And just how is it once it is up and running? It is  Fast. Stable. In fact, I would be willing to say this is the most stable Ubuntu I have used. I have yet to witness a single glitch, hiccup, or crash. And I have been beating the heck out of this installation. I guess the best thing to say about Ubuntu 10.04 under the hood is that it is about as solid a desktop Linux release you will see. There have been some changes made including the switch from starting daemons from /etc/init.d/ to DAEMON start/stop/restart where DAEMON is the name of the daemon you are wanting to start. But all of those changes were made in the name of making Linux even easier.

Integrated Social Networking and Media

Lets talk for a moment about the new “Me Menu”.By default it sits in the upper right hand side of your screen.  And, from there, you have quick access to your instant messaging accounts (via Empathy, my favorite little IM client). That, by itself, is nice.  Not earth shattering.  But handy enough to be worth while.But you’ll also notice a “Broadcast Account” option there.  From this one spot you can post updates (simultaneously) to Twitter, Facebook, FriendFeed and more. WOW !!

Once set up you will also receive message alerts from these services in the form of nice looking system notifications.  Plus, with the pre-loaded Gwibber, you can directly interact with all of these services. This takes Ubuntu from being a totally acceptable platform for interacting with social media  to become the platform for interacting with social media.  The other platforms don’t even come close.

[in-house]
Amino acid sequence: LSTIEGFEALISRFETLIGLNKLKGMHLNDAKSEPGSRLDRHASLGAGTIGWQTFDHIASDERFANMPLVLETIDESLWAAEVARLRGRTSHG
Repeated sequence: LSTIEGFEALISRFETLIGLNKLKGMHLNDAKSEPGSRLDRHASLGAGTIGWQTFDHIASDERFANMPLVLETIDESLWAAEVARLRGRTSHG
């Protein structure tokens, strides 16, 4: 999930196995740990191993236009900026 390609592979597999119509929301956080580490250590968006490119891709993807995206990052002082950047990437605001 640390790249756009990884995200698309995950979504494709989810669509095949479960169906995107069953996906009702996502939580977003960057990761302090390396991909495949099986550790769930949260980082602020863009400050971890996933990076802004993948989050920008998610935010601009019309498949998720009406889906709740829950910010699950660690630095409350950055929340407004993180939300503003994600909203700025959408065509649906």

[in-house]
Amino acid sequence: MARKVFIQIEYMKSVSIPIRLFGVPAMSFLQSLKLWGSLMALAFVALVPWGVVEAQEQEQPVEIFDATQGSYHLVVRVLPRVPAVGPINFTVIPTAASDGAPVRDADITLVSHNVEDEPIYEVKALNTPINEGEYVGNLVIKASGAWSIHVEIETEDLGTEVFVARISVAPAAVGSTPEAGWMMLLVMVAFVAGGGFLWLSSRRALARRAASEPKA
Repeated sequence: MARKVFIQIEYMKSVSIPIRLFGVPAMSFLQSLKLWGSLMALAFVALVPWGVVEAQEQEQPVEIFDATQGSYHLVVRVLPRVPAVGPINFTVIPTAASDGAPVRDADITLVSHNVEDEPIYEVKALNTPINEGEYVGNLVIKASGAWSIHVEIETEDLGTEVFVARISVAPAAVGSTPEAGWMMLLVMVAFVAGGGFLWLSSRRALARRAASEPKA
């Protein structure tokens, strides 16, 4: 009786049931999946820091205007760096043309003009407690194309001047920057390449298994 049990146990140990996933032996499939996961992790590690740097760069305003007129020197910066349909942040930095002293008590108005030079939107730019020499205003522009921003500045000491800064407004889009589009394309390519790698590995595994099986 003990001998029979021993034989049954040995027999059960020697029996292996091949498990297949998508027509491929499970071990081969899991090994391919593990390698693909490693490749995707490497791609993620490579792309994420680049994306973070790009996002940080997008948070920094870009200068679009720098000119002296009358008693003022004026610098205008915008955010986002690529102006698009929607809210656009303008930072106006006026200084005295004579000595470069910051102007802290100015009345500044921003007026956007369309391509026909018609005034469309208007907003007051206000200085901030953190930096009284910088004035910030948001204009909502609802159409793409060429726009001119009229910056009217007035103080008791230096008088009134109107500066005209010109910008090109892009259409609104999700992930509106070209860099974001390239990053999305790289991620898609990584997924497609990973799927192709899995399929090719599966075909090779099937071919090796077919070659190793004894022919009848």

It is simple, elegant and very well designed.

Ubuntu Software Center

I’ve often lamented  about the lack of a good, easy to use software store application for modern Linux distributions.  This is, I feel, one of the biggest things that can be done to further Linux as a desktop platform.  And with Ubuntu 10.4   it’s not here yet. But it’s getting closer.  With this release, the ubuntu software center  has become my favorite way to find and install new software.  It’s fast.  The user interface is clean and easy to navigate.  Finding new applications is incredibly easy.  Certainly a huge improvement over solutions such as synaptic and cli based apt.

The public plan was that the ability to purchase commercial (non-Free) software via the Ubuntu Software Center with the Ubuntu 10.10 release later this year.  And, if their progress with 10.04 is any indication, they seem to be right on track.

Revamped Ubuntu One

Ubuntu One,  Canonical’s online file storage service (similar in many ways to services such as DropBox) has been integrated far more tightly in this new release. It now auto-magically syncs your contacts, Tomboy notes and bookmarks across all of your Ubuntu powered machines. And, of course, it still provides 2gb of free storage for every Ubuntu user.  (For $10 per month you can upgrade  to 50gb of storage, syncing with mobile phones and Windows/Mac desktop applications). In my testing (using the free version of Ubuntu One) this worked astoundingly well.  Syncing of data was incredibly fast and getting setup was a snap. Will I be switching away from DropBox (which I have been a loyal customer of for some time)?  It’s looking that way.

The Ubuntu One Music Store

Continuing on the theme of expanded Ubuntu O ne services, Canonical has introduced the Ubuntu One Music Store. The prices are reasonable (typically seeming a little cheaper than iTunes), and the files are all provided in DRM-free MP3 format. In an interesting twist, when you purchase songs from the Ubuntu Music Store, those songs are download directly into your Ubuntu One online storage.  Which makes all of your music available on all of your Ubuntu-powered PC’s without needing to manually re-download or copy over your music. Which is, I must say, fairly awesome.  Plus, the store seems to work great.  Good speed.  Good sound quality.

Long Term Support (LTS)

10.4  is a LTS version, which means Ubuntu will officially support it for 3 years, untill April 2013 and release updates , pataches and security fixes. This is specially useful from the enterprise deployments.

Canonical has done a wonderful job as always with  ubuntu 10.4 LTS aka Lucid Lynx .